Interesting Idea On Colorado Drones And Grazing Saving Water

Here a real farmer speculating that the recent mob of drones seen methodically mapping something near Colorado / Kansas might be looking at water use due to western water wars being the usual big deal. He also touches on soil health and ground water recharge issues.

In particular, he cites real world experience where grazing captures more water into ground water while till farming loses a lot more.

This has implication for the aquifer as well as surface temperatures. So the next time someone complains about meat eating and water use for cattle, point out it takes less than till farming and builds up soil instead of degrading it. Cows are good for the land AND the water table. 30 minutes.

I don’t know if his ideas on the drones are right, but it sounds a lot more likely to me than most other speculation.

I do know his statements about rotational grazing as restorative are correct as it has been physically demonstrated.

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About E.M.Smith

A technical managerial sort interested in things from Stonehenge to computer science. My present "hot buttons' are the mythology of Climate Change and ancient metrology; but things change...
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2 Responses to Interesting Idea On Colorado Drones And Grazing Saving Water

  1. p.g.sharrow says:

    I don’t know about the drones but, he is right about grass lands and grazing building up the underground water table. Farming tends to limit the soil moisture buildup. Brush and trees go deep in their search for water and will dry up all the local springs. Grazing tends to reduce the brush and tree regrowth and will in time convert the land to grassland as well as renewing the undergroung water and local springs…pg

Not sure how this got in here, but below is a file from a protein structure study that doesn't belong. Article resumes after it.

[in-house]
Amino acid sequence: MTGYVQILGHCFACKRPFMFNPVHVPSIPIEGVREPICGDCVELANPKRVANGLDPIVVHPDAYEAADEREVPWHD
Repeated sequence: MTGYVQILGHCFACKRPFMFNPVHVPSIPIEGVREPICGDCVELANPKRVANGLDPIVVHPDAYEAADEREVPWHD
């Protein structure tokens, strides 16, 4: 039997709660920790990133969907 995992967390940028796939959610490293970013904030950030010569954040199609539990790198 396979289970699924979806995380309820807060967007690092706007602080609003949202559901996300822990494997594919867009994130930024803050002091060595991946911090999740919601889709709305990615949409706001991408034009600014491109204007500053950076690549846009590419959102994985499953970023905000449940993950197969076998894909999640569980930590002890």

2. Julian Jones says:

    Many thanks EM – important and informative film …
    Yup – aquifer recharge is the issue, over the Ogallala and much of the planet now. Ruminants and even pigs can all help this, very quickly; because temperature regulated capillary action is the key to switching recharge back on; determined by soil type, surface cropping and most of all : humus/carbon content provided by animals.
    Either mob grazed on pasture, or strictly only as compost from winter housing (see why in my film below, 20 mins 2015, on a near zero input yet prolific intensified farm, based on trad Middle European ‘woo-woo’ methods, that really work; ie no agrochemicals or pharmaceuticals, just sea weed and some diesel). Here, the soil carbon accumulation is just another undeniable (yet we have huge denial from UK academia) mass balance exercise. Sunlight -> cellulose -> ruminants -> huge nutrient/right microbiology -> soil carbon/healthy animals … In UK we have communities supporting this approach because of the relentless opposition from AgroChem interests and Govt obfuscation (now changing https://www.bbc.co.uk/news/science-environment-51128709 ):

    2013 presentation that covers much of this (6 – 14 & 30 – 39); should have credited Viktor Schauberger, who warned of all this early last century, his ‘half water cycle’ :

    https://drive.google.com/file/d/0B22I7EPwHUYTZVBlV3dvSF9RZjQ/view?usp=sharing

    We need review the compromised down wind transpiration effects; the decline of snow pack/melt mostly on Western Greenland; the vicious aridified scar that stretches across from Sahara into Central Asia (and consequent social effects here).

    And so much more leading on from this. Not so smart of Bayer to buy Monsanto – the effects of Glyphosate on soil microbiology (and apparently the Ogallala) are catastrophic.

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